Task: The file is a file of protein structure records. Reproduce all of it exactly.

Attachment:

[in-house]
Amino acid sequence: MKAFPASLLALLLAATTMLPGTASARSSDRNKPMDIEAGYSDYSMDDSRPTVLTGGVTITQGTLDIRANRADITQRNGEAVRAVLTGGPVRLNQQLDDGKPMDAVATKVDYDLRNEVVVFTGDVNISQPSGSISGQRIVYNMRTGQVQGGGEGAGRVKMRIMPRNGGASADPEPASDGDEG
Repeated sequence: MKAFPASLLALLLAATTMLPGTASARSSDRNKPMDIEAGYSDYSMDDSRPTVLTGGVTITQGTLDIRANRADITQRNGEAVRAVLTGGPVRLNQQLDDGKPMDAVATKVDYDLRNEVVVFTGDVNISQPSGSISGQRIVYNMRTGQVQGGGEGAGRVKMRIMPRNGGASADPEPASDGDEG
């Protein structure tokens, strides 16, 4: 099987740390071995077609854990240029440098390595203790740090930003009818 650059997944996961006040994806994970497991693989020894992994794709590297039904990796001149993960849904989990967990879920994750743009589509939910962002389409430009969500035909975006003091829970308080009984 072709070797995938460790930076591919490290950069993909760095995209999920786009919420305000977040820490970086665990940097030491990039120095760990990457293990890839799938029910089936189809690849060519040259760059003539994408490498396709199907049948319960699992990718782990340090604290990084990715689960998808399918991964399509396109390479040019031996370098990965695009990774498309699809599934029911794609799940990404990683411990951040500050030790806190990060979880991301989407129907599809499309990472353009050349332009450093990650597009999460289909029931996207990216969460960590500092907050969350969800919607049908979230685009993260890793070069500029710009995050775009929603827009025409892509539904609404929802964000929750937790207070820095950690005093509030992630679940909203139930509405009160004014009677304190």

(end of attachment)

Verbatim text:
[in-house]
Amino acid sequence: MKAFPASLLALLLAATTMLPGTASARSSDRNKPMDIEAGYSDYSMDDSRPTVLTGGVTITQGTLDIRANRADITQRNGEAVRAVLTGGPVRLNQQLDDGKPMDAVATKVDYDLRNEVVVFTGDVNISQPSGSISGQRIVYNMRTGQVQGGGEGAGRVKMRIMPRNGGASADPEPASDGDEG
Repeated sequence: MKAFPASLLALLLAATTMLPGTASARSSDRNKPMDIEAGYSDYSMDDSRPTVLTGGVTITQGTLDIRANRADITQRNGEAVRAVLTGGPVRLNQQLDDGKPMDAVATKVDYDLRNEVVVFTGDVNISQPSGSISGQRIVYNMRTGQVQGGGEGAGRVKMRIMPRNGGASADPEPASDGDEG
């Protein structure tokens, strides 16, 4: 099987740390071995077609854990240029440098390595203790740090930003009818 650059997944996961006040994806994970497991693989020894992994794709590297039904990796001149993960849904989990967990879920994750743009589509939910962002389409430009969500035909975006003091829970308080009984 072709070797995938460790930076591919490290950069993909760095995209999920786009919420305000977040820490970086665990940097030491990039120095760990990457293990890839799938029910089936189809690849060519040259760059003539994408490498396709199907049948319960699992990718782990340090604290990084990715689960998808399918991964399509396109390479040019031996370098990965695009990774498309699809599934029911794609799940990404990683411990951040500050030790806190990060979880991301989407129907599809499309990472353009050349332009450093990650597009999460289909029931996207990216969460960590500092907050969350969800919607049908979230685009993260890793070069500029710009995050775009929603827009025409892509539904609404929802964000929750937790207070820095950690005093509030992630679940909203139930509405009160004014009677304190």